“Whenever you say ‘Beatles’ – that’s the magic word,” said Springfield-based filmmaker and super-Beatle fan Robert Bartel. He would know. His 1999 documentary A Beatle in Benton, Illinois – which details a single fortnight visit to the southern Illinois town in 1963 by 20-year-old George Harrison in order to see his married sister – is not only a consistent seller nationwide but has bizarrely managed to win Bartel a best documentary “Oscar” statuette 19 years after the film’s initial release (a 240-minute, two-DVD version was released in 2016).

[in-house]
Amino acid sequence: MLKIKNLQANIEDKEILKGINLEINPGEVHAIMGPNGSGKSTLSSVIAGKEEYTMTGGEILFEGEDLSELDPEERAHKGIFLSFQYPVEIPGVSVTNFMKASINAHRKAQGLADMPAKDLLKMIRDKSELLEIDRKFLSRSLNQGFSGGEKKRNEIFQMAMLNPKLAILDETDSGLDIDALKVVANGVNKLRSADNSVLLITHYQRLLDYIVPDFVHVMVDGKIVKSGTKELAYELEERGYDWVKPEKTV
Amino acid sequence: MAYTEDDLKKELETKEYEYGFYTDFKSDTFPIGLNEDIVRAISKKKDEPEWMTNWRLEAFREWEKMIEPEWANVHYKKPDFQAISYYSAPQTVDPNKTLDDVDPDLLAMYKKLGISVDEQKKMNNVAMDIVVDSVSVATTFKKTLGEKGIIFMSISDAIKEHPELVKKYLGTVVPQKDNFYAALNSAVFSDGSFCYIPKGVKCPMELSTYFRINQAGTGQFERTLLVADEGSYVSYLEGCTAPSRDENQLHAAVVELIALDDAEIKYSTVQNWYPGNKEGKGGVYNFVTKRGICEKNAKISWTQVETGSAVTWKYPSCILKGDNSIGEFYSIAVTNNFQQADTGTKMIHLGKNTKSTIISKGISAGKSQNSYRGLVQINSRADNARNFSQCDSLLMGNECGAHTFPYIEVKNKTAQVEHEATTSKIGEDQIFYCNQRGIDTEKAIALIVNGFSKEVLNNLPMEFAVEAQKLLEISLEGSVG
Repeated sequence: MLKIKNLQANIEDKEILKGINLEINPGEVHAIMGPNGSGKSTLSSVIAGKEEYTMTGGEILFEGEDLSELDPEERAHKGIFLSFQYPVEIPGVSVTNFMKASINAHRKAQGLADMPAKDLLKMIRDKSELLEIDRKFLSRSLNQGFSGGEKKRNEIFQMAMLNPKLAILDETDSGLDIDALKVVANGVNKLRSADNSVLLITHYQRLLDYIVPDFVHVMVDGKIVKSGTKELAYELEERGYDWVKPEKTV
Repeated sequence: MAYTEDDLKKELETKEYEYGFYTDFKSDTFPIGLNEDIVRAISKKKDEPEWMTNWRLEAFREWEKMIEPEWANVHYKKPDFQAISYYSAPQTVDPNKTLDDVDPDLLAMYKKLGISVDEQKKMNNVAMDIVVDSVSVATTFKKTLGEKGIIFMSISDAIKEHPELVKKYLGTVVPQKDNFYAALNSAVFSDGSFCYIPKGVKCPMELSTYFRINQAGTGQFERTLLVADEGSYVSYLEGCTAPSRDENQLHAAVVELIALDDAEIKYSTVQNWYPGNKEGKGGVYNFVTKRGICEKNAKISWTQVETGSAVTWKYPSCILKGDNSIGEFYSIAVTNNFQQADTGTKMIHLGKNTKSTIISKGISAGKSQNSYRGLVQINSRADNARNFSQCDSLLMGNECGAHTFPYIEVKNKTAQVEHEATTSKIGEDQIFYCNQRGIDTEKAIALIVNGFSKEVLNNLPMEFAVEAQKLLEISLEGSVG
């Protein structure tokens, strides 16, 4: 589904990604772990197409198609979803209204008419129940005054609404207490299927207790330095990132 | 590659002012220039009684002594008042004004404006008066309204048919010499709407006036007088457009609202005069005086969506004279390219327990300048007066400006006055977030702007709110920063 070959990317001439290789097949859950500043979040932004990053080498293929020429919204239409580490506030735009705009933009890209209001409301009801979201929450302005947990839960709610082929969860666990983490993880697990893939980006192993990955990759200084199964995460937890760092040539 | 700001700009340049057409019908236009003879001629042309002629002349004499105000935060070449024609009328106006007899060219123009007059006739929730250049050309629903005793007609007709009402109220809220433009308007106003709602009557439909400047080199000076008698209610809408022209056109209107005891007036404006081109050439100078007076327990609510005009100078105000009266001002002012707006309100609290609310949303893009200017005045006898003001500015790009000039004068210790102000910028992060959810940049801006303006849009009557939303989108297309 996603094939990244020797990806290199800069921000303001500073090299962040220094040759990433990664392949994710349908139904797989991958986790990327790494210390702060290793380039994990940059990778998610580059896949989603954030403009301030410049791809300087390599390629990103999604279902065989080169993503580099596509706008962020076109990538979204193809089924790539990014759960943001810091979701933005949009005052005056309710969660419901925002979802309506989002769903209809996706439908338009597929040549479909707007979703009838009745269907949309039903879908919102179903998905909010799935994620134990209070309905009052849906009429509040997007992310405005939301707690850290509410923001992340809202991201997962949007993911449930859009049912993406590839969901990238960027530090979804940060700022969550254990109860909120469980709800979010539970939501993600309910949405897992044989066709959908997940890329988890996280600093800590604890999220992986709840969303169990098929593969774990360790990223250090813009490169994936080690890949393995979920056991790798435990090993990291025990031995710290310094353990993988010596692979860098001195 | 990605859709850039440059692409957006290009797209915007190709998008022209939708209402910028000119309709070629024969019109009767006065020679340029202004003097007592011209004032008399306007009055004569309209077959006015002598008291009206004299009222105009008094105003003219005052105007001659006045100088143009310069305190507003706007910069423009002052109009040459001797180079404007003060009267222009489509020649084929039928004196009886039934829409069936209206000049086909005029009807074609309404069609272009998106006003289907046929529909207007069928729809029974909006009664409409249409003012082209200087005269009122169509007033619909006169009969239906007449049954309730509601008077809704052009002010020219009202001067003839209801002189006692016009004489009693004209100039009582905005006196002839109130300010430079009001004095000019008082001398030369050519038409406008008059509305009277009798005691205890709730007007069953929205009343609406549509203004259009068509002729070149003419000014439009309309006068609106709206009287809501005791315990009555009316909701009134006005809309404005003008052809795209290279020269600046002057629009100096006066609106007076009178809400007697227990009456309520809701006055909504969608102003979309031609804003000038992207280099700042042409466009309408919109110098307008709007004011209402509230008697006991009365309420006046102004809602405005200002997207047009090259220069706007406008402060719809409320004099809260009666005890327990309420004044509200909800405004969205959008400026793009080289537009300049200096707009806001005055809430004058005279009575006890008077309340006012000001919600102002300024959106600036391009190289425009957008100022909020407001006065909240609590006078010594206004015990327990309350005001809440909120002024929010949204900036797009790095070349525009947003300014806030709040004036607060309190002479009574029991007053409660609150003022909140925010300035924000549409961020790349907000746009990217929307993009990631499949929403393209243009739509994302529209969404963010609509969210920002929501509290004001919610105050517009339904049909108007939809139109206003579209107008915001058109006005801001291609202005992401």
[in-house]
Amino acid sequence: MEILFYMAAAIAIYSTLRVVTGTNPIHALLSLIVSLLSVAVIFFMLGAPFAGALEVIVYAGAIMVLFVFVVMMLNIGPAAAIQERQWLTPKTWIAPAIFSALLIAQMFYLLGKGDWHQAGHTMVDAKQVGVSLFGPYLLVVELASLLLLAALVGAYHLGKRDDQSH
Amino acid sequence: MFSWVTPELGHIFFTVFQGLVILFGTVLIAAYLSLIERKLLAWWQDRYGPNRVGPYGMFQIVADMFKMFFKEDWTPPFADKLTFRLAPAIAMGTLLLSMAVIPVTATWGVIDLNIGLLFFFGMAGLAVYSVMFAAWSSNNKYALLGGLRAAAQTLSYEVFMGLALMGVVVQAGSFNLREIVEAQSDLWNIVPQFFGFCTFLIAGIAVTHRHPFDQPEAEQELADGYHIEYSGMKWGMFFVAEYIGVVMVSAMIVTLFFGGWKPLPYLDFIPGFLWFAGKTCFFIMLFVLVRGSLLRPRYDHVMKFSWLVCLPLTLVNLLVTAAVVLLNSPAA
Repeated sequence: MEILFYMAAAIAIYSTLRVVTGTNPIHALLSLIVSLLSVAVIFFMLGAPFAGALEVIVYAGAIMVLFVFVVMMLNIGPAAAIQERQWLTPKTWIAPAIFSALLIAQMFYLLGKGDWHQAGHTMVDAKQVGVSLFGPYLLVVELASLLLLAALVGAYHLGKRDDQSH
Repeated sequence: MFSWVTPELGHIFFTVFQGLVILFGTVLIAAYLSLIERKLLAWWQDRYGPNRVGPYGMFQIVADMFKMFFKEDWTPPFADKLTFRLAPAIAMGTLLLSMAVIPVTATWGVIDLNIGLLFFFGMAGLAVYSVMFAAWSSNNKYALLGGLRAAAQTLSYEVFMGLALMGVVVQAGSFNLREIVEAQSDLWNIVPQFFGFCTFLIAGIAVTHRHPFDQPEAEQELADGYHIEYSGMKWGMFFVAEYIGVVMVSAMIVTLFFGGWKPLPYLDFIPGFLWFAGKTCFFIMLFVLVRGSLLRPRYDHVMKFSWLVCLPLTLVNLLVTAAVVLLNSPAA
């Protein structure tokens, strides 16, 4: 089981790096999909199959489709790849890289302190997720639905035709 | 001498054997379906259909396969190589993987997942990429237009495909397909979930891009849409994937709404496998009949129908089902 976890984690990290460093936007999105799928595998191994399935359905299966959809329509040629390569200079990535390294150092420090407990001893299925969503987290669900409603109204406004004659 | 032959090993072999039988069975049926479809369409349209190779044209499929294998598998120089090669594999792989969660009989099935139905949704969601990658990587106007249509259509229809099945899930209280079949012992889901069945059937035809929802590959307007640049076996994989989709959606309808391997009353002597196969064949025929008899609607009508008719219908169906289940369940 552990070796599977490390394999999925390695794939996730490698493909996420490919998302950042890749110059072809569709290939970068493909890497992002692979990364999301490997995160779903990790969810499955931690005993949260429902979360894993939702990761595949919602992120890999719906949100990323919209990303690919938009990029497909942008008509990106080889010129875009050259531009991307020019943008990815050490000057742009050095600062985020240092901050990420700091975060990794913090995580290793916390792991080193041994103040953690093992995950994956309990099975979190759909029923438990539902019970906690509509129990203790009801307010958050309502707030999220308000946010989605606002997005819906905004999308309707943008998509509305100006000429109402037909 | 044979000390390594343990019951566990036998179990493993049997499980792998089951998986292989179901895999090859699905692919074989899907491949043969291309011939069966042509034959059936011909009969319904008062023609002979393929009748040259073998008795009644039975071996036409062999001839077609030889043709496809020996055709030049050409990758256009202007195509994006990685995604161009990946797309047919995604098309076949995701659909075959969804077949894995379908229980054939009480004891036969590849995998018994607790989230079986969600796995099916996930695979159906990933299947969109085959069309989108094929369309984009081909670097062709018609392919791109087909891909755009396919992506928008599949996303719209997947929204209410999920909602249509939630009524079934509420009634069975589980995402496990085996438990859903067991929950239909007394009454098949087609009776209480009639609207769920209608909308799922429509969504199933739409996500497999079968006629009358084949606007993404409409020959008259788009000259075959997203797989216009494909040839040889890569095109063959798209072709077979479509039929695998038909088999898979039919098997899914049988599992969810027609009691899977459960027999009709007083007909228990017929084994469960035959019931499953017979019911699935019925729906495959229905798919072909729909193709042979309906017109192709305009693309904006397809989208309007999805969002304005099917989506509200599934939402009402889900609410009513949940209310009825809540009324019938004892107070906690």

Harrison and his brother, Peter, arrived in Benton on Sept. 17, 1963. The Beatles were already superstars in England and across Europe but were still unknown in the United States. (“I Want to Hold Your Hand” would be released stateside and go straight to number one on the Billboard charts in January of 1964.) “Ringo was supposed to come with them but he backed out because he wanted to go with Paul to Paris,” said Bartel, matter-of-factly. “John was in Spain having his, uh, thing with [Beatles manager] Brian Epstein.”
Source: Scott Faingold/illinoistimes.com